Kaziranga is a vast expanse of tall elephant grass, marshland and dense tropical moist broadleaf forests crisscrossed by four major rivers, including the Brahmaputra, and has numerous small bodies of water. Kaziranga has been the theme of several books, documentaries and songs. The park celebrated its
centenary in 2005 after its establishment in 1905 as a reserve forest.


Though the etymology of the name Kaziranga is not certain, there exist a number of possible explanations. According to one legend, a girl named Ranga, from a nearby village, and a youth named Kazi, from Karbi Anglong, fell in love. This match was not acceptable to their families, and the couple disappeared into the forest, never to be seen again. The forest was then named after them.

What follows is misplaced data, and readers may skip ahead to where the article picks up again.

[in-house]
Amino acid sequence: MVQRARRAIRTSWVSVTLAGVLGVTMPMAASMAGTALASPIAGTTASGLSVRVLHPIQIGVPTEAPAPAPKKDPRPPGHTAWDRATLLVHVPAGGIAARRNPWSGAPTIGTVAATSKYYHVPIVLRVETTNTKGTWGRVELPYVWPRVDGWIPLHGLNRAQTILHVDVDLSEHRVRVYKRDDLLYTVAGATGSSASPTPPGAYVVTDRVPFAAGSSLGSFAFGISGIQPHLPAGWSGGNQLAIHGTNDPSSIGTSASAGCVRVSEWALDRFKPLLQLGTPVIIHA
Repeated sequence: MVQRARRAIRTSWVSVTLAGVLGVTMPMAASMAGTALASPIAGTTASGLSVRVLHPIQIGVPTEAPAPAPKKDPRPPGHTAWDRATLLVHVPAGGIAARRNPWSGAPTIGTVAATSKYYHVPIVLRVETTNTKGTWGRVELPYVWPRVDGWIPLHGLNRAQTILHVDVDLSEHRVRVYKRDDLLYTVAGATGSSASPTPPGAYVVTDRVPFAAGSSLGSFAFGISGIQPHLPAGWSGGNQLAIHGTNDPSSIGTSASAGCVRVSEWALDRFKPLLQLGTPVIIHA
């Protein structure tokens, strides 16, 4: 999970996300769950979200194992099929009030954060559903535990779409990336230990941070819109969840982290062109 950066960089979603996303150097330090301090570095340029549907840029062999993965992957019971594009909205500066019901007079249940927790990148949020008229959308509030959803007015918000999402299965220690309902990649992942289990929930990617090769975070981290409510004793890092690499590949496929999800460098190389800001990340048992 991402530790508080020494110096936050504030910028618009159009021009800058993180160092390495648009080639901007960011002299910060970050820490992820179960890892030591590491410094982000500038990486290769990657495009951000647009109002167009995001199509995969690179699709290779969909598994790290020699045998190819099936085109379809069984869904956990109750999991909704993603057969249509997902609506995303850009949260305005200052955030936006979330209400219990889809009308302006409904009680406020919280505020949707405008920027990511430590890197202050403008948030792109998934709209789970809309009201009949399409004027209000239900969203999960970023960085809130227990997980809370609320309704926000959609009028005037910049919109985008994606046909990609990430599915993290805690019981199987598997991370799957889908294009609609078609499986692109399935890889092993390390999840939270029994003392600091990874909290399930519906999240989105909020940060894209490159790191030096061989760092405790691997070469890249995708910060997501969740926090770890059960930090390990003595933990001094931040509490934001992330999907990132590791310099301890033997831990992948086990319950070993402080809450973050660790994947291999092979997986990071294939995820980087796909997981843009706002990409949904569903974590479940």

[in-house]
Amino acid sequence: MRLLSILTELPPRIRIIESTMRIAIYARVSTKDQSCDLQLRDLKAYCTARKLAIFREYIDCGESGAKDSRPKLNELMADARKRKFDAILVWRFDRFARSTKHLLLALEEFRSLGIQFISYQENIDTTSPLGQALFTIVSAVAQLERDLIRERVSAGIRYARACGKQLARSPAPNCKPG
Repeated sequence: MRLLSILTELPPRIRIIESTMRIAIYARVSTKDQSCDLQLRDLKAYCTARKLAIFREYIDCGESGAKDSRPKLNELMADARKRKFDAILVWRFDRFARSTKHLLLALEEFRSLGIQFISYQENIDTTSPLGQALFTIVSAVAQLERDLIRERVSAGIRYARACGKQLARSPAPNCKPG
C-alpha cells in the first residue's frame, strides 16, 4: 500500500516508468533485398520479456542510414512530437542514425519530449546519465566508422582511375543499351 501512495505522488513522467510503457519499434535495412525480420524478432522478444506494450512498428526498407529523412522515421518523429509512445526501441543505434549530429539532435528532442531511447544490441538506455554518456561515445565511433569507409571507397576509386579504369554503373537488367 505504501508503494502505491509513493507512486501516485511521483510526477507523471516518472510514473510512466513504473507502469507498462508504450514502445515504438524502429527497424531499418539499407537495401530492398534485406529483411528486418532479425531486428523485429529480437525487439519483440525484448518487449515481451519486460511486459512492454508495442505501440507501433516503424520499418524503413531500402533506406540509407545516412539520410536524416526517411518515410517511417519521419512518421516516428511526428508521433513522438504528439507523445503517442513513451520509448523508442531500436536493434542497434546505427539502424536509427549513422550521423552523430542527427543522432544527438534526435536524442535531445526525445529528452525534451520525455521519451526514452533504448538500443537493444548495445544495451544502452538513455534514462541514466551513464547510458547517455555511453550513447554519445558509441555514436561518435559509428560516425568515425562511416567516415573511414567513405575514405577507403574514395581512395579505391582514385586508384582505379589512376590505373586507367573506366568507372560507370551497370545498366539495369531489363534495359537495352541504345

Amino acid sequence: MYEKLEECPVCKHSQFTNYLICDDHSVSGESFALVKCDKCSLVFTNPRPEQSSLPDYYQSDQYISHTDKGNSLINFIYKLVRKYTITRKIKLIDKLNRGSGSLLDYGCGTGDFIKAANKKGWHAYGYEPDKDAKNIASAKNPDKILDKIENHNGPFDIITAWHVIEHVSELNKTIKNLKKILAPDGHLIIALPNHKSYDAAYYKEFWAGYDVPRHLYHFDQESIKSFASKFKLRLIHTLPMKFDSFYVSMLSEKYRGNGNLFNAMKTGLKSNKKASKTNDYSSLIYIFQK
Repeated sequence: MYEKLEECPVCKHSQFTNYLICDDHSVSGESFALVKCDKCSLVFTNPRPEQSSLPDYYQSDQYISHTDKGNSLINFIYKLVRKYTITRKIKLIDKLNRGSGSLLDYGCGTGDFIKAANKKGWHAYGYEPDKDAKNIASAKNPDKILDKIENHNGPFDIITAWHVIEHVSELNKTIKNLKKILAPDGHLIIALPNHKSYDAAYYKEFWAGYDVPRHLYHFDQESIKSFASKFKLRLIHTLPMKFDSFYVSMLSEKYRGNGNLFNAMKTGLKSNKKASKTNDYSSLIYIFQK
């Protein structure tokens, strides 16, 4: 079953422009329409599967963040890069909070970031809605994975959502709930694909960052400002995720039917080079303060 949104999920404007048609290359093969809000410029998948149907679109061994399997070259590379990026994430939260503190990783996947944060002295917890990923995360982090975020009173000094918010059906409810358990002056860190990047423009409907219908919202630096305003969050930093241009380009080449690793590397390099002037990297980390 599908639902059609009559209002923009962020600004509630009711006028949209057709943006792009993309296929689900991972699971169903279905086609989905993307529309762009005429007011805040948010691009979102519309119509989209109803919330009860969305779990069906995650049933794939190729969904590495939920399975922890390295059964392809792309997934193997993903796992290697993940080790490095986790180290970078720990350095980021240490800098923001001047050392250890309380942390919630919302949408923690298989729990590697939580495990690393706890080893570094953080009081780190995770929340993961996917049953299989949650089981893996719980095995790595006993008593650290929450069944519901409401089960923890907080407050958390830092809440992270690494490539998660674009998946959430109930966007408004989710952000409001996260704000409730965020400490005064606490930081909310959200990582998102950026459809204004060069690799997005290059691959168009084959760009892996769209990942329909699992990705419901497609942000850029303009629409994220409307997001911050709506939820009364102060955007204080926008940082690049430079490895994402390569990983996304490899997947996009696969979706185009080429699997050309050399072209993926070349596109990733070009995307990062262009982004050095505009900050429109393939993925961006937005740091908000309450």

According to another legend, Srimanta Sankardeva, the 16th century Vaisnava saint-scholar, once blessed a childless couple, Kazi and Rangai, and asked them to dig a big pond in the region so that their name would live on. Testimony to the history of the name can be found in some records, which state that once, while the Ahom king Pratap Singha (17th century) was passing by the region, he was particularly impressed by the taste of fish and on inquiry, he was told it came from Kaziranga.